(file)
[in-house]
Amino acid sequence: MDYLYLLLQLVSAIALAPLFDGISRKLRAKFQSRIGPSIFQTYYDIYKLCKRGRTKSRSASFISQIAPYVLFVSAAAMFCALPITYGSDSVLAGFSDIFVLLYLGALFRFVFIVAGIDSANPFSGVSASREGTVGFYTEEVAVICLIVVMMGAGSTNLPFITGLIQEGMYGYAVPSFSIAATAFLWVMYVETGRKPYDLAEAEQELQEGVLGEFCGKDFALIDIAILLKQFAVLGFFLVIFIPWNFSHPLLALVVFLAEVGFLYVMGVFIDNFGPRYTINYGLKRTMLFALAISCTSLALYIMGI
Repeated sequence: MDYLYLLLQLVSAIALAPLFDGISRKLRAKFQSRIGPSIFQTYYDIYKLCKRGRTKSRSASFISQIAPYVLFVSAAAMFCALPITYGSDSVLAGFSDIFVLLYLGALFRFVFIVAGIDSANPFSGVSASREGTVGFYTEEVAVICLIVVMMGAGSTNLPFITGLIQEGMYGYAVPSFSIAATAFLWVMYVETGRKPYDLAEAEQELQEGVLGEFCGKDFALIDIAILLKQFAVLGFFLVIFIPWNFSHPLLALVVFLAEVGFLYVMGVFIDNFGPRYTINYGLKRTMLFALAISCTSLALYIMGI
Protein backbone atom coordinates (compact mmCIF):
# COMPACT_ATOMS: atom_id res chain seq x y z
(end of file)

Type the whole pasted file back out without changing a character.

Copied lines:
[in-house]
Amino acid sequence: MDYLYLLLQLVSAIALAPLFDGISRKLRAKFQSRIGPSIFQTYYDIYKLCKRGRTKSRSASFISQIAPYVLFVSAAAMFCALPITYGSDSVLAGFSDIFVLLYLGALFRFVFIVAGIDSANPFSGVSASREGTVGFYTEEVAVICLIVVMMGAGSTNLPFITGLIQEGMYGYAVPSFSIAATAFLWVMYVETGRKPYDLAEAEQELQEGVLGEFCGKDFALIDIAILLKQFAVLGFFLVIFIPWNFSHPLLALVVFLAEVGFLYVMGVFIDNFGPRYTINYGLKRTMLFALAISCTSLALYIMGI
Repeated sequence: MDYLYLLLQLVSAIALAPLFDGISRKLRAKFQSRIGPSIFQTYYDIYKLCKRGRTKSRSASFISQIAPYVLFVSAAAMFCALPITYGSDSVLAGFSDIFVLLYLGALFRFVFIVAGIDSANPFSGVSASREGTVGFYTEEVAVICLIVVMMGAGSTNLPFITGLIQEGMYGYAVPSFSIAATAFLWVMYVETGRKPYDLAEAEQELQEGVLGEFCGKDFALIDIAILLKQFAVLGFFLVIFIPWNFSHPLLALVVFLAEVGFLYVMGVFIDNFGPRYTINYGLKRTMLFALAISCTSLALYIMGI
Protein backbone atom coordinates (compact mmCIF):
# COMPACT_ATOMS: atom_id res chain seq x y z